The Cultural Human Resources Council has launched its new anti-harassment project, Respectful Workplaces in the Arts. The project currently offers online training resources on harassment specific to the cultural sector. Coming up this fall and winter are “training videos for artists/workers/employees; training video for employers (including boards); a code of conduct for the live performing arts; webcasts on provincial and territorial legislation relating to harassment; cross-country consultations with equity-seeking groups; report with recommendations on ‘Reporting and Investigating Mechanisms in Cases of Harassment’; and train-the-trainer sessions.” Free PDFs and other resources for advertising campaigns are provided, too. (press release, Respectful Workplaces in the Arts)

This year’s Rendezvous with Madness Festival in Toronto has a couple of screenings related to #MeToo. The feature documentary My Talk with Florence, screening on October 12 at the Art Gallery of Ontario, about how Florence Burnier-Bauer fled the sexual, physical and psychological abuse of the “Austrian counterculture community Friedrichshof, led by the infamous Vienna Actionist artist Otto Mühl.” (Mühl was later indicted for sexual offenses toward minors, as well as drug infractions, and jailed for more than six years.) A short-film program, titled #MeToo: Dystopian Reality, includes the 2018 Canadian-made film Rape Card which is set in a dystopian future where rape is legal. (Rendezvous with Madness film program)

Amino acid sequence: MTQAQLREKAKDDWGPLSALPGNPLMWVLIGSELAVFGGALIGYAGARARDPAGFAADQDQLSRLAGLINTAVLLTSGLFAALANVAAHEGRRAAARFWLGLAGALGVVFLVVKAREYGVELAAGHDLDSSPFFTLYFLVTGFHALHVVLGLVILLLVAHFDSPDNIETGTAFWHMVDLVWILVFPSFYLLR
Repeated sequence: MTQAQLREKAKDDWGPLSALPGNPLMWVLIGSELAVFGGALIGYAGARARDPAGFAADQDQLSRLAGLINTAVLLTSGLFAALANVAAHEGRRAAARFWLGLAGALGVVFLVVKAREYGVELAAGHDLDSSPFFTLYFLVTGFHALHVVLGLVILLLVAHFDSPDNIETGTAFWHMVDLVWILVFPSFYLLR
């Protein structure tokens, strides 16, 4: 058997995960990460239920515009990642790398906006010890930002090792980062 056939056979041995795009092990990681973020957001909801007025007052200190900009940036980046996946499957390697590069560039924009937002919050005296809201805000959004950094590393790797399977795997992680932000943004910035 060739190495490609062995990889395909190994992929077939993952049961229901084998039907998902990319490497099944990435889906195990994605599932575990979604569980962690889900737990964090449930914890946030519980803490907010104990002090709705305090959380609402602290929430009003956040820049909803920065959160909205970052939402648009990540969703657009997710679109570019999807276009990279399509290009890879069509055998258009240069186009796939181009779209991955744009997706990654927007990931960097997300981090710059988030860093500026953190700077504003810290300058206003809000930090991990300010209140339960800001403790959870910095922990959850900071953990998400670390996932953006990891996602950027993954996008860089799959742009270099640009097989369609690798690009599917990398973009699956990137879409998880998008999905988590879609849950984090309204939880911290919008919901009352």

Public Art

Learn more about the works in Edmonton’s new Indigenous Sculpture Park. Curator Candice Hopkins chats with Hyperallergic about the park’s name, ᐄᓃᐤ (ÎNÎW), and works by Marianne Nicolson, Amy Malbeuf, Jerry Whitehead, Duane Linklater, Mary Anne Barkhouse and Tiffany Shaw-Collinge. (Hyperallergic)

The latest public art exhibition at Toronto’s Bentway is up. “If, But, What If?” includes works by Sans façon, Jon Sasaki, Steven Beckly, Wally Dion, Mani Mazinani and Sanaz Mazinani, and Alex McLeod. It’s up until November 30. The Bentway is also preparing for a three-day Canadian premiere October 12 to 14 of Dutch artist Daan Roosegaarde’s WATERLICHT, which has previously been staged in London, Paris and Amsterdam. (Bentway)

Kid-created chewing gum set to debut as public art in Vancouver—just in time for Halloween. Artists Helen Reed and Hannah Jickling are due to launch a new public artwork commissioned by the City of Vancouver, QA CHEW’S BUBBLE TROUBLE, created as part of a long-term collaboration with Grade 6 and 7 students at Queen Alexandra Elementary School. On Halloween, the gum will be distributed at select East Vancouver locations, in addition to homes across Mount Pleasant, Commercial Drive and the Hastings-Sunrise area. The Western Front will serve as the main distribution hub on October 31 from 5 to 8 p.m. Following that, the gum will be available at select retail outlets and at the Front, where it is part of a group exhibition until December 15.

Nuit Blanches across Canada, recapped. Several cities and towns hosted nighttime art events this past week. CBC Arts offers a snapshot of events in Toronto, Saskatoon, Gimli, Winnipeg, Sydney, Regina, Kelowna and Edmonton. (CBC Arts)

Museums

Canadian museums need better federal funding, and a new national museum policy. That’s the conclusion of a new report by the House of Commons Standing Committee on Canadian Heritage. In all, the committee has made 15 recommendations to the government. The feds have 120 days to respond. (Canadian Art)